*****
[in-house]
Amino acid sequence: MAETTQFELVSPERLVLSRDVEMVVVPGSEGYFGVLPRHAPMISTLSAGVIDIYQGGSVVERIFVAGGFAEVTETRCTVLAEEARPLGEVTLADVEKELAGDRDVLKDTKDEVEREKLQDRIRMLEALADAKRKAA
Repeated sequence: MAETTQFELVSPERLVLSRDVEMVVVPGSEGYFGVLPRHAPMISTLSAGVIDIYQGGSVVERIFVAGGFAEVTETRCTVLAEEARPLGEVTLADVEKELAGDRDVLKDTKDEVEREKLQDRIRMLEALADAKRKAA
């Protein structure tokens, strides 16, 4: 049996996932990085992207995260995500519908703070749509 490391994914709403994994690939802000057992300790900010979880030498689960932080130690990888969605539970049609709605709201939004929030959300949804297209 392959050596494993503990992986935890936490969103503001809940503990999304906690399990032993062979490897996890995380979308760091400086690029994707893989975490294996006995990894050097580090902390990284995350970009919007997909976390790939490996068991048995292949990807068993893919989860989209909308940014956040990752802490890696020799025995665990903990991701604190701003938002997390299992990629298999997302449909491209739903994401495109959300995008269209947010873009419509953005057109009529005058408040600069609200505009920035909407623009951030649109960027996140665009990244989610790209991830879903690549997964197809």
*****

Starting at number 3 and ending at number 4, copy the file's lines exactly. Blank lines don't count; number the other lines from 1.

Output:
Repeated sequence: MAETTQFELVSPERLVLSRDVEMVVVPGSEGYFGVLPRHAPMISTLSAGVIDIYQGGSVVERIFVAGGFAEVTETRCTVLAEEARPLGEVTLADVEKELAGDRDVLKDTKDEVEREKLQDRIRMLEALADAKRKAA
């Protein structure tokens, strides 16, 4: 049996996932990085992207995260995500519908703070749509 490391994914709403994994690939802000057992300790900010979880030498689960932080130690990888969605539970049609709605709201939004929030959300949804297209 392959050596494993503990992986935890936490969103503001809940503990999304906690399990032993062979490897996890995380979308760091400086690029994707893989975490294996006995990894050097580090902390990284995350970009919007997909976390790939490996068991048995292949990807068993893919989860989209909308940014956040990752802490890696020799025995665990903990991701604190701003938002997390299992990629298999997302449909491209739903994401495109959300995008269209947010873009419509953005057109009529005058408040600069609200505009920035909407623009951030649109960027996140665009990244989610790209991830879903690549997964197809």